DISC FOUR

If you pick up your DVD set from the local Wal-Mart, you will receive a bonus disc of matches, including: Hulk Hogan vs. Tito Santana from Madison Square Garden (3/24/80), an AWA squash featuring Hulk trouncing Sonny Rogers and Chuck Greenlee from August 1981, Hulk defending the title against a not-as-old Terry Funk from Saturday Night's Main Event, Hulk facing King Harley Race in an SNME match from 1988 (the match which ended Race's full-time wrestling career thanks to a botched table spot), Hulk seeking revenge against Earthquake at SummerSlam 8/27/90, Hulk winning the 1990 Royal Rumble (starting with Hulk's entrance at #25, also seen on the Hulk Still Rules DVD), and we end with Hulk's interview from RAW Homecoming, in which he challenges Stone Cold Steve Austin. The world still awaits Austin's answer...if he ever staggers out of the local watering hole, that is.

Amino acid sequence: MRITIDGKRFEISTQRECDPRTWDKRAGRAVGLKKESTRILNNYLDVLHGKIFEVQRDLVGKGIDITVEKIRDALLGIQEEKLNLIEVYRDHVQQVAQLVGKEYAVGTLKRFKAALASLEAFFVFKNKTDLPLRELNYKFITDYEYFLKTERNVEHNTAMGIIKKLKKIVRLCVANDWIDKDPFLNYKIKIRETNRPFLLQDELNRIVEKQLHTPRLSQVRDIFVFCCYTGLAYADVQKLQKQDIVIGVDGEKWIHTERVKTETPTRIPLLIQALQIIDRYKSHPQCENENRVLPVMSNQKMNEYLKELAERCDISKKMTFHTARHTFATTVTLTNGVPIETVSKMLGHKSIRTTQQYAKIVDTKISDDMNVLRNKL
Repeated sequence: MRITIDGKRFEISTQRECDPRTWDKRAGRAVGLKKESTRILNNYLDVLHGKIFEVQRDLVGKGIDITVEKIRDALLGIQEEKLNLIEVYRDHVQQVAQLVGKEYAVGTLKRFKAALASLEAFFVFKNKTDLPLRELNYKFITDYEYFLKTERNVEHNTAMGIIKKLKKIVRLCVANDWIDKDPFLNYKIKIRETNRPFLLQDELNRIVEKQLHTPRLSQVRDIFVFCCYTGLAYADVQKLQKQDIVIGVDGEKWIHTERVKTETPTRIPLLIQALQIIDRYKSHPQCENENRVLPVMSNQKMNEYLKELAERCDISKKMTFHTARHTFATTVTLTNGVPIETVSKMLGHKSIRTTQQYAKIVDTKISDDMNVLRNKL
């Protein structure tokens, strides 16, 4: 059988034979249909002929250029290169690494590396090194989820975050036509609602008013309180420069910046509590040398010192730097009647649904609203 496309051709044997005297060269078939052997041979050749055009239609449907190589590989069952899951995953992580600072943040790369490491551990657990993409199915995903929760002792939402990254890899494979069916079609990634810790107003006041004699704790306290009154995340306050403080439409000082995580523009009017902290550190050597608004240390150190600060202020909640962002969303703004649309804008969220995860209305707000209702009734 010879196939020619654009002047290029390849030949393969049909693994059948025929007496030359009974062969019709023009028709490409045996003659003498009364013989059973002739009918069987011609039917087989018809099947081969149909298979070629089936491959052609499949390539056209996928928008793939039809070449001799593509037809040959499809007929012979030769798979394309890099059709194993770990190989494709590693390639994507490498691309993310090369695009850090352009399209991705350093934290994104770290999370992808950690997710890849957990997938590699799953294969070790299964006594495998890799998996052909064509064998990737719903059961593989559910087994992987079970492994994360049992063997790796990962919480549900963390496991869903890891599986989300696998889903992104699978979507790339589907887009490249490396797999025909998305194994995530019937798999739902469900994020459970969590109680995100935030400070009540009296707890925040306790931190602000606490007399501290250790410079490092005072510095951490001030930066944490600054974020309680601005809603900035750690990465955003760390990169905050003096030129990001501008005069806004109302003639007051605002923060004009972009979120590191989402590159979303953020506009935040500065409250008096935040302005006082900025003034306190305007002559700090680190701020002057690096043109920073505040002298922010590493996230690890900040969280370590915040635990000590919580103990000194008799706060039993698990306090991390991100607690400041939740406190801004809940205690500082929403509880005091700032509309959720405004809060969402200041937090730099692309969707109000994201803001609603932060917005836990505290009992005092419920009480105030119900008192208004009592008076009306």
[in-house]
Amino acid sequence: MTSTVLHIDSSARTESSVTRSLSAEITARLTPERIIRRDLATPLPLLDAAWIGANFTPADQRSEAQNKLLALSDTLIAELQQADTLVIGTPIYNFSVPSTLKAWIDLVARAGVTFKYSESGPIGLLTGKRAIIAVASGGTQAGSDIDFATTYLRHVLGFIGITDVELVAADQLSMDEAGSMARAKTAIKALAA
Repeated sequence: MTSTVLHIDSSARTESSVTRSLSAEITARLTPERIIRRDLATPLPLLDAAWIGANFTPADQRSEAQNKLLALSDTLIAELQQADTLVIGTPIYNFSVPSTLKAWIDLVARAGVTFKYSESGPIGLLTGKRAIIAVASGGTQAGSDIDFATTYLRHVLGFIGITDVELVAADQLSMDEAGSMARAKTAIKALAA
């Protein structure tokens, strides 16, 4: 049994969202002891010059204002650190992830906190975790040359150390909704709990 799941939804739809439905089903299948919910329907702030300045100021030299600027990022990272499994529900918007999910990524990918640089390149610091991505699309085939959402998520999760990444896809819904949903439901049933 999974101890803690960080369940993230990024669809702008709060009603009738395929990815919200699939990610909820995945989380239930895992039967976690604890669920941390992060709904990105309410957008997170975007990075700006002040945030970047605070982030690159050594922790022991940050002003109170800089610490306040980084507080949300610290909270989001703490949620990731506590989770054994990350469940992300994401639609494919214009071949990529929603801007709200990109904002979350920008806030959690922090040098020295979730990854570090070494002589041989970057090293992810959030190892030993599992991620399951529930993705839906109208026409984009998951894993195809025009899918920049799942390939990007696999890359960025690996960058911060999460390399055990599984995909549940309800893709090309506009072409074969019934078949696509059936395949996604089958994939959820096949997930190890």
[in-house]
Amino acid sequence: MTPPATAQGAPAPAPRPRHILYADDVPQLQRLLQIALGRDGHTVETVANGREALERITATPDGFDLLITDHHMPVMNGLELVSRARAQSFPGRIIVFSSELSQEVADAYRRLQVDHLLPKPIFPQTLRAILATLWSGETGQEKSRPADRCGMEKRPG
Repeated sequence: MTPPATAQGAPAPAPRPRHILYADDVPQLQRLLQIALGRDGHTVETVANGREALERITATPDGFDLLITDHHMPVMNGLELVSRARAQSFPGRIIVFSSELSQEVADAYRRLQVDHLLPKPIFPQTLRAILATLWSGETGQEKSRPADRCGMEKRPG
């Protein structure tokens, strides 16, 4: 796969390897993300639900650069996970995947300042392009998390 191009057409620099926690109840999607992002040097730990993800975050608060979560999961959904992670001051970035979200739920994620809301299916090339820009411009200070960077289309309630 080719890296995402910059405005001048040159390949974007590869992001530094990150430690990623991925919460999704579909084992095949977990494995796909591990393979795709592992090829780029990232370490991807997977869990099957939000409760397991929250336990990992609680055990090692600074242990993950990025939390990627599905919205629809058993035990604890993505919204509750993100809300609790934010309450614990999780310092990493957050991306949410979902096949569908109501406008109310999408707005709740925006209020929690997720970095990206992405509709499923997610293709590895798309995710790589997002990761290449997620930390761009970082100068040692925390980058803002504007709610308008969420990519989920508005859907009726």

THE VERDICT

All in all, this DVD truly lives up to its lofty billing. "The Ultimate Anthology" and then some! This set is essential to any fan's collection, one you will not regret purchasing. It will please the longtime Hulkamaniac, newer fans, and even "smart marks" who could use a good heavy dose of Hulkamania. This is truly the greatest wrestling DVD ever made, bar none.

Oh, and once again, Hulk Hogan has trumped the "Nature Boy."